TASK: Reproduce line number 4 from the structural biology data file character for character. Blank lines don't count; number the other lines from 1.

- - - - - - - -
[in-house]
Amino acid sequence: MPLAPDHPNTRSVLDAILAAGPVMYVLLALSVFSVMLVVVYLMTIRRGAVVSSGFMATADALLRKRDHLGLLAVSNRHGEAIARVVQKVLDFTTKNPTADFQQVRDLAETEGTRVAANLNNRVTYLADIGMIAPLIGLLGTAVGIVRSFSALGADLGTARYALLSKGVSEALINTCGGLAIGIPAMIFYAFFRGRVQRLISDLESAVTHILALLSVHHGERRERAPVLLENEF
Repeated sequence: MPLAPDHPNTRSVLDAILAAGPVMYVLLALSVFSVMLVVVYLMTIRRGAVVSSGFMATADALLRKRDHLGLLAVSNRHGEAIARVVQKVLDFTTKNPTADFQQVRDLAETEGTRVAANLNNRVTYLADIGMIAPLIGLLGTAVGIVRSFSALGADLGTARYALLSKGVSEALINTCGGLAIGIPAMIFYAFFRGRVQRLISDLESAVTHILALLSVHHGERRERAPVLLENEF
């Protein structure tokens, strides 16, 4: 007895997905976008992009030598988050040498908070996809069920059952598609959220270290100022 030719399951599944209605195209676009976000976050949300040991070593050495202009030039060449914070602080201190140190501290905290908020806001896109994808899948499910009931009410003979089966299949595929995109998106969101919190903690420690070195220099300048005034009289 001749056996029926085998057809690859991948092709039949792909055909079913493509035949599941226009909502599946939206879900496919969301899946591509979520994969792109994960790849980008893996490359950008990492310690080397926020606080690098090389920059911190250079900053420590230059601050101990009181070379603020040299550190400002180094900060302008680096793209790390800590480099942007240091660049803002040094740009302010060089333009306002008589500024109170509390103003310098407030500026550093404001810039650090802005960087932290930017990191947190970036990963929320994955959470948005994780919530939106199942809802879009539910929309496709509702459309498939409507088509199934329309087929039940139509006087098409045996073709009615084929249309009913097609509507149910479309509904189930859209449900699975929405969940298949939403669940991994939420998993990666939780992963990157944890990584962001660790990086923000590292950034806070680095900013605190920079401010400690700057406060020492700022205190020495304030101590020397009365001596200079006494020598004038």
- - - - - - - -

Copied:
């Protein structure tokens, strides 16, 4: 007895997905976008992009030598988050040498908070996809069920059952598609959220270290100022 030719399951599944209605195209676009976000976050949300040991070593050495202009030039060449914070602080201190140190501290905290908020806001896109994808899948499910009931009410003979089966299949595929995109998106969101919190903690420690070195220099300048005034009289 001749056996029926085998057809690859991948092709039949792909055909079913493509035949599941226009909502599946939206879900496919969301899946591509979520994969792109994960790849980008893996490359950008990492310690080397926020606080690098090389920059911190250079900053420590230059601050101990009181070379603020040299550190400002180094900060302008680096793209790390800590480099942007240091660049803002040094740009302010060089333009306002008589500024109170509390103003310098407030500026550093404001810039650090802005960087932290930017990191947190970036990963929320994955959470948005994780919530939106199942809802879009539910929309496709509702459309498939409507088509199934329309087929039940139509006087098409045996073709009615084929249309009913097609509507149910479309509904189930859209449900699975929405969940298949939403669940991994939420998993990666939780992963990157944890990584962001660790990086923000590292950034806070680095900013605190920079401010400690700057406060020492700022205190020495304030101590020397009365001596200079006494020598004038």